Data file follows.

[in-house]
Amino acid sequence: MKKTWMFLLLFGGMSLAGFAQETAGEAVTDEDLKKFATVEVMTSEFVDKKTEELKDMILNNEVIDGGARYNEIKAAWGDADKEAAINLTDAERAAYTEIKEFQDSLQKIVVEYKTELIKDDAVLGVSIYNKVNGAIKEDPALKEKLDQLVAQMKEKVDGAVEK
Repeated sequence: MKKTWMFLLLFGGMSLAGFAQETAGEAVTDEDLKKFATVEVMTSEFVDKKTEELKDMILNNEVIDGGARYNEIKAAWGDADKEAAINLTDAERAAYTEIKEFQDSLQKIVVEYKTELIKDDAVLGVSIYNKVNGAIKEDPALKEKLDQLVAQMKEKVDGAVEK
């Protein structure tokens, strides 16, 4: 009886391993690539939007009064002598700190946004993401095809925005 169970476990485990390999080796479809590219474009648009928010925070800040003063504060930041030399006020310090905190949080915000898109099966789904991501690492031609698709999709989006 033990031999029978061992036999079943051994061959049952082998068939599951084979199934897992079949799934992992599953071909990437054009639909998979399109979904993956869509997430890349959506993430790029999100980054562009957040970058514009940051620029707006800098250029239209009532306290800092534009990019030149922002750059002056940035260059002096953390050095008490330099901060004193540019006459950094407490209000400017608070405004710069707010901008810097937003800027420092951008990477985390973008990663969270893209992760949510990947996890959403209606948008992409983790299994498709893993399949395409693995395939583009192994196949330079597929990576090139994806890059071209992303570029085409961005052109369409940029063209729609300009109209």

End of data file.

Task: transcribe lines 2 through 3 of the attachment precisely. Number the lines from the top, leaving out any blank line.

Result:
Amino acid sequence: MKKTWMFLLLFGGMSLAGFAQETAGEAVTDEDLKKFATVEVMTSEFVDKKTEELKDMILNNEVIDGGARYNEIKAAWGDADKEAAINLTDAERAAYTEIKEFQDSLQKIVVEYKTELIKDDAVLGVSIYNKVNGAIKEDPALKEKLDQLVAQMKEKVDGAVEK
Repeated sequence: MKKTWMFLLLFGGMSLAGFAQETAGEAVTDEDLKKFATVEVMTSEFVDKKTEELKDMILNNEVIDGGARYNEIKAAWGDADKEAAINLTDAERAAYTEIKEFQDSLQKIVVEYKTELIKDDAVLGVSIYNKVNGAIKEDPALKEKLDQLVAQMKEKVDGAVEK